Cosmic Flower in Bloom: NASA Shares Image of Ring Nebula

The “ring” at the centre of this nebula is a thick cylinder of glowing gas and dust around the doomed star.

Cosmic Flower in Bloom: NASA Shares Image of Ring Nebula

Photo Credit: NASA/JPL-Caltech/Harvard-Smithsonian CfA

NASA's Spitzer Space Telescope finds a delicate flower in the Ring Nebula

  • The Ring nebula was first discovered in 1779
  • NASA's Spitzer telescope captured the unique pattern
  • Spitzer was decommissioned in January 2020

NASA has shared a stunning image of a “cosmic flower in bloom” on Instagram. The photograph showed a heavenly entity resembling a flower in the Ring Nebula, which is located about 2,000 light-years away from us, in the constellation Lyra. The image, which showed a halo around the planetary nebula appearing like floral petals, was captured by NASA's now-retired Spitzer Space Telescope. The outer shell of this planetary nebula is formed from material ejected from a dying star, the space agency said.

The Ring nebula, also known as M57, is the glowing remains of a Sun-like star with an apparent magnitude of 8.8. French astronomer Antoine Darquier de Pellepoix had discovered it in 1779. The “ring” at the centre of this nebula is a thick cylinder of glowing gas and dust around the doomed star. As the star begins to run out of fuel, its core will become smaller and hotter, boiling off its outer layers, NASA said.

The Spitzer telescope has detected this nebula using its infrared array camera, showing in detail the outer regions, which appear like petals. Spitzer could detect infrared light from hydrogen molecules that absorb ultraviolet radiation from the star. Previous images, taken by visible-light telescopes, usually showed just the inner glowing loop of gas around the withering star. Because it can be viewed easily and is tilted towards Earth, the Ring nebula is an easy target of amateur astronomers.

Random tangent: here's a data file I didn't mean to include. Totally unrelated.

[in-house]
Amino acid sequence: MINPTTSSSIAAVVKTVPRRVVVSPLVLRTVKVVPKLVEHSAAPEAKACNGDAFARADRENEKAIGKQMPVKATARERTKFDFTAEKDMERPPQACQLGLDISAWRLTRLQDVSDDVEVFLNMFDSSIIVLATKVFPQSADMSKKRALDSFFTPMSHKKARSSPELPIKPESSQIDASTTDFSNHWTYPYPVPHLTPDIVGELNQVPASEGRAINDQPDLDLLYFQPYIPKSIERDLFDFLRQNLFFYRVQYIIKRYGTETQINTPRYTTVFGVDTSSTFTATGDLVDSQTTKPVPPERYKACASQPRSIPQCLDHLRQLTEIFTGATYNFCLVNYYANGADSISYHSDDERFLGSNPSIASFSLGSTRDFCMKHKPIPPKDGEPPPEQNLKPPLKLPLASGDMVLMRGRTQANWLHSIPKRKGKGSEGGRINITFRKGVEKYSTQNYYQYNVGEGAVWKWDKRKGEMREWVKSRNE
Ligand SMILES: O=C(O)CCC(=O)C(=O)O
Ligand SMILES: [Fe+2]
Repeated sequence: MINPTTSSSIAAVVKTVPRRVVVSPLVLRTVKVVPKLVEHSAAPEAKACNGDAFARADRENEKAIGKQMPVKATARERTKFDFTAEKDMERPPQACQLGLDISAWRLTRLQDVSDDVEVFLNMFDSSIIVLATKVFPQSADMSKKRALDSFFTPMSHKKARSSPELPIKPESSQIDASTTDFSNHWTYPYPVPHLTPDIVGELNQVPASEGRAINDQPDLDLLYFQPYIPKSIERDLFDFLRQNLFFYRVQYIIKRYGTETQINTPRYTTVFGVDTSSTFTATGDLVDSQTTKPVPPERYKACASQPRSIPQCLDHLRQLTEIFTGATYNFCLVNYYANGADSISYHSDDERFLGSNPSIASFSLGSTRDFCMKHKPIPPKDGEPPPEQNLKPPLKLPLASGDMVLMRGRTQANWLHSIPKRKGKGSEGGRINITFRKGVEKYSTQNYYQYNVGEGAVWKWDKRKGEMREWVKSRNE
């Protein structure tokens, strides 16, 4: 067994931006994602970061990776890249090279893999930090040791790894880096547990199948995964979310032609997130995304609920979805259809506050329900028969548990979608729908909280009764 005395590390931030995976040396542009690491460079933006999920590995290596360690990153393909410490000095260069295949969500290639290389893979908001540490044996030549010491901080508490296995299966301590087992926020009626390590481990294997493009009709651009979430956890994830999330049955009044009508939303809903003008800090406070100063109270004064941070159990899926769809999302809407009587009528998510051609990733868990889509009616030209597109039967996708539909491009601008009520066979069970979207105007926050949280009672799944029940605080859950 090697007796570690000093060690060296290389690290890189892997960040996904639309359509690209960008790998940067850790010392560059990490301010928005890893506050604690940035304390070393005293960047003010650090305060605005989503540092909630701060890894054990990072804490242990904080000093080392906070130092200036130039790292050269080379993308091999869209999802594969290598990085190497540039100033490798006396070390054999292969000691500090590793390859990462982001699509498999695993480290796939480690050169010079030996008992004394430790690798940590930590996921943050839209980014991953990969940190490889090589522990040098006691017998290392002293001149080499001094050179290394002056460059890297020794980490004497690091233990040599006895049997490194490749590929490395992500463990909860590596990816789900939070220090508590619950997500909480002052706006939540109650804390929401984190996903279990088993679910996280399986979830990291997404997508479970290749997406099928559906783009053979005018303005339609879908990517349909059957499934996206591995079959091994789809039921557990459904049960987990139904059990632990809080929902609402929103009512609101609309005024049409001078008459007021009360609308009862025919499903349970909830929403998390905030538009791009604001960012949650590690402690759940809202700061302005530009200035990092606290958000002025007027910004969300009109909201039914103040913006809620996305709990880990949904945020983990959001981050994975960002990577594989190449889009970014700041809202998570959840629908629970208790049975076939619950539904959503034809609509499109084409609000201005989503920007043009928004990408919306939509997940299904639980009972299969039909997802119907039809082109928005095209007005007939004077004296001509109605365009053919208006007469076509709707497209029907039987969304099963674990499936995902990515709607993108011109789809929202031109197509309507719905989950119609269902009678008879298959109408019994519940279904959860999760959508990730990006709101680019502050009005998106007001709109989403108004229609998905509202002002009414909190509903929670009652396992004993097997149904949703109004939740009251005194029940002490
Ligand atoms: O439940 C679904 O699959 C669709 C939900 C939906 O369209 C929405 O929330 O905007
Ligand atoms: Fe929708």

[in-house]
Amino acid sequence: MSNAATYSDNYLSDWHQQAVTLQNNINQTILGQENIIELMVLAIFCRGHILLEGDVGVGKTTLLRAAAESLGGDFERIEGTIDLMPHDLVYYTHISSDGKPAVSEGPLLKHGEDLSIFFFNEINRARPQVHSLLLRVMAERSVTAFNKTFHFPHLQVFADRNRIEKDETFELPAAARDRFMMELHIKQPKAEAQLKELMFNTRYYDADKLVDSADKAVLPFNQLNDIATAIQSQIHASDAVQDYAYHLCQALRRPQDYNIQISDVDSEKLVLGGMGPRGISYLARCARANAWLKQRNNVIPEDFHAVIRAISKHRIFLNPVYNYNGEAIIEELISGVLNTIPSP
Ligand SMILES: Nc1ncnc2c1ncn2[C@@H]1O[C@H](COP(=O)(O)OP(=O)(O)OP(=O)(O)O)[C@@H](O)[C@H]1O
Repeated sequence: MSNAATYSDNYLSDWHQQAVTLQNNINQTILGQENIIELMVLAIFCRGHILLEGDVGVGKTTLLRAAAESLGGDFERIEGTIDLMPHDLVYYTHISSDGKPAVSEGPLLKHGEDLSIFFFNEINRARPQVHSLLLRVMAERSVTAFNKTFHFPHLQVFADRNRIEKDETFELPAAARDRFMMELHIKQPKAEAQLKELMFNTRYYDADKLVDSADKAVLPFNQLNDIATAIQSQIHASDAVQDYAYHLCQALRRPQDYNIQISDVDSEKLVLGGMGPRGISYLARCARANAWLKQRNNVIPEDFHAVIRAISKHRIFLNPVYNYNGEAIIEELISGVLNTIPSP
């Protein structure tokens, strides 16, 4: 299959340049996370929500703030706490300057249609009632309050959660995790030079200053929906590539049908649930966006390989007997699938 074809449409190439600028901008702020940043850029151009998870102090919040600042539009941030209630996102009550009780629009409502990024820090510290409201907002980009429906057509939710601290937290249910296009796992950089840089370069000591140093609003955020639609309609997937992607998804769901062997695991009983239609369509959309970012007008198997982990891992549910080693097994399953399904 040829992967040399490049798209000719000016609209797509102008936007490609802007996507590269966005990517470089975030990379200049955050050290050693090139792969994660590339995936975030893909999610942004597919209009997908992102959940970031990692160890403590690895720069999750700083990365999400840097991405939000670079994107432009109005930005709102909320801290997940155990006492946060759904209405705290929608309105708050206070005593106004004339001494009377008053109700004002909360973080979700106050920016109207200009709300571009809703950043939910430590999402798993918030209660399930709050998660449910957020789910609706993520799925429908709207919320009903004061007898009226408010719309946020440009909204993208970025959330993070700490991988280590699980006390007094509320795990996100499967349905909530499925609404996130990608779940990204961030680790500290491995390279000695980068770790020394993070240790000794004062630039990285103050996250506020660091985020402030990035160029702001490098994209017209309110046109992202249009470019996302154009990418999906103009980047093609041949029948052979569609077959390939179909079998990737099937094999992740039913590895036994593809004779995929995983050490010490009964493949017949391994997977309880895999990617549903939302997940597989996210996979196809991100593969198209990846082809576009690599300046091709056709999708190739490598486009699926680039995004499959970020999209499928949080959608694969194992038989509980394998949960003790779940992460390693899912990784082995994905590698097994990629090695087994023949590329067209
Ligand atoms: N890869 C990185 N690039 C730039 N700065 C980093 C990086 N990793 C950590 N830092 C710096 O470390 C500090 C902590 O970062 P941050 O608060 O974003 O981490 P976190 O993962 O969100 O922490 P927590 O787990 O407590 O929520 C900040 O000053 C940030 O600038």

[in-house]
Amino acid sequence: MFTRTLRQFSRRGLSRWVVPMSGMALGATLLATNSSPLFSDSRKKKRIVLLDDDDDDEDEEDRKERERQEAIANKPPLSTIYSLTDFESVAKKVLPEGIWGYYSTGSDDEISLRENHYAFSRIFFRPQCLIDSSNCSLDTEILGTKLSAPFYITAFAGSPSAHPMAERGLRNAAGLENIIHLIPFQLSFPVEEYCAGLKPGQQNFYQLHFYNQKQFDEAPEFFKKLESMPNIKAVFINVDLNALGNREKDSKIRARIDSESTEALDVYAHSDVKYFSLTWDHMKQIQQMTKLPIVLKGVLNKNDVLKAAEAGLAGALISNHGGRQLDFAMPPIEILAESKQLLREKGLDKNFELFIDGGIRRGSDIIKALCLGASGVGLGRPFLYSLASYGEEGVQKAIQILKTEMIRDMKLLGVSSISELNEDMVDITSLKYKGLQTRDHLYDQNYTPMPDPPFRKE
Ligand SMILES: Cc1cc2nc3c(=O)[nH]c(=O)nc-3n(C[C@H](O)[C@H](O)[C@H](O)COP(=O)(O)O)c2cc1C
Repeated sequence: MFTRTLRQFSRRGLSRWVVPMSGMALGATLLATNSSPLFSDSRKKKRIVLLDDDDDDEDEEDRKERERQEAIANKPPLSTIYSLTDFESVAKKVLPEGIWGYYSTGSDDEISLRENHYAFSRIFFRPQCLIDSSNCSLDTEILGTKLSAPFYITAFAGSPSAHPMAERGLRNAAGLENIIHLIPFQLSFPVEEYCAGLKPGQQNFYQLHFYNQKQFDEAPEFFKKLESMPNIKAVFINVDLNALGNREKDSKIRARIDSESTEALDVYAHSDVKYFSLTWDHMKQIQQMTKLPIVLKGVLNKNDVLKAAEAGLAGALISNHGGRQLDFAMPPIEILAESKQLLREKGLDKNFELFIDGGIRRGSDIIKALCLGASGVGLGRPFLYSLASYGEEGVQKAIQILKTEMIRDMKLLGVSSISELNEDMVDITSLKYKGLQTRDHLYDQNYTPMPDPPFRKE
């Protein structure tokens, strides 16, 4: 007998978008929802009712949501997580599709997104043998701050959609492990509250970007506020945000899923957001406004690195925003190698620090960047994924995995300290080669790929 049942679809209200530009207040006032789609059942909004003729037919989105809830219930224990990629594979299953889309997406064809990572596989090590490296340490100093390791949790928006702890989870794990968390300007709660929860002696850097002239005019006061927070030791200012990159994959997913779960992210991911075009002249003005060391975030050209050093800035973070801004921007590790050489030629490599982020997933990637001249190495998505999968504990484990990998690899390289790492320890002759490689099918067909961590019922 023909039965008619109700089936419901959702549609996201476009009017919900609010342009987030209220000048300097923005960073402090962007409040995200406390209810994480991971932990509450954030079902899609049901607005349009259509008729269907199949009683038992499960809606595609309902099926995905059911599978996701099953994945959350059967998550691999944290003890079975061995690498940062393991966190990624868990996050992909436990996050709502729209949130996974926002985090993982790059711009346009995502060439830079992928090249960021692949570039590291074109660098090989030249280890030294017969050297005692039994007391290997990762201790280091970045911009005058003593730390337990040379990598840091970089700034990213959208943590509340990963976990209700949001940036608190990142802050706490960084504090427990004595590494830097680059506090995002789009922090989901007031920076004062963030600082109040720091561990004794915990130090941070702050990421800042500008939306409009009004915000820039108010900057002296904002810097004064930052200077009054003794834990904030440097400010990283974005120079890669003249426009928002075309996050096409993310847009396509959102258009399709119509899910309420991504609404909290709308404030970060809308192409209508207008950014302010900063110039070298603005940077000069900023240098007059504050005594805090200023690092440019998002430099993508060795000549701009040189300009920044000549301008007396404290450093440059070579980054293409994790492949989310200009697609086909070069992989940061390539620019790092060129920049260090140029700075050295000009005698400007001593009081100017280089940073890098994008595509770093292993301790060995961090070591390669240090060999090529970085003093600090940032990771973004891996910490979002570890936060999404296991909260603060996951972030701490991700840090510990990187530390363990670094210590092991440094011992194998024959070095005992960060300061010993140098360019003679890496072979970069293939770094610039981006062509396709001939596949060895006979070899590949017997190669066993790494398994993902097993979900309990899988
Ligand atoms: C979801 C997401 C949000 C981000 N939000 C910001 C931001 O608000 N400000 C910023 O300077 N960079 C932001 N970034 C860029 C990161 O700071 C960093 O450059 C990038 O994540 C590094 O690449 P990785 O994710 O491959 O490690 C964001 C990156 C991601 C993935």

NASA launched the Spitzer telescope, formerly known as Space Infrared Telescope Facility, in August 2003. It was decommissioned in January 2020. During its years of operation, Spitzer discovered a giant ring of Saturn, revealed a system of seven Earth-size planets around a star 40 light-years away, and studied the most distant known galaxies.

NASA regularly shares images on its social media accounts to let users see what astronomers have discovered in the vast universe.

Asus India's Arnold Su joins this week's Orbital, the Gadgets 360 podcast, to talk about how the PC maker is planning to grow its presence in the country. Orbital is available on Spotify, Gaana, JioSaavn, Google Podcasts, Apple Podcasts, Amazon Music and wherever you get your podcasts.
Affiliate links may be automatically generated - see our ethics statement for details.

For the latest tech news and reviews, follow Gadgets 360 on X, Facebook, WhatsApp, Threads and Google News. For the latest videos on gadgets and tech, subscribe to our YouTube channel. If you want to know everything about top influencers, follow our in-house Who'sThat360 on Instagram and YouTube.

Ukraine Crisis: US President Joe Biden Warns Companies of Potential Russian Cyberattacks
Zomato Instant 10-Minute Food Delivery Service to Be Launched Soon
Share on Facebook Gadgets360 Twitter Share Tweet Snapchat Share Reddit Comment google-newsGoogle News


Follow Us
© Copyright Red Pixels Ventures Limited 2024. All rights reserved.
Trending Products »
Latest Tech News »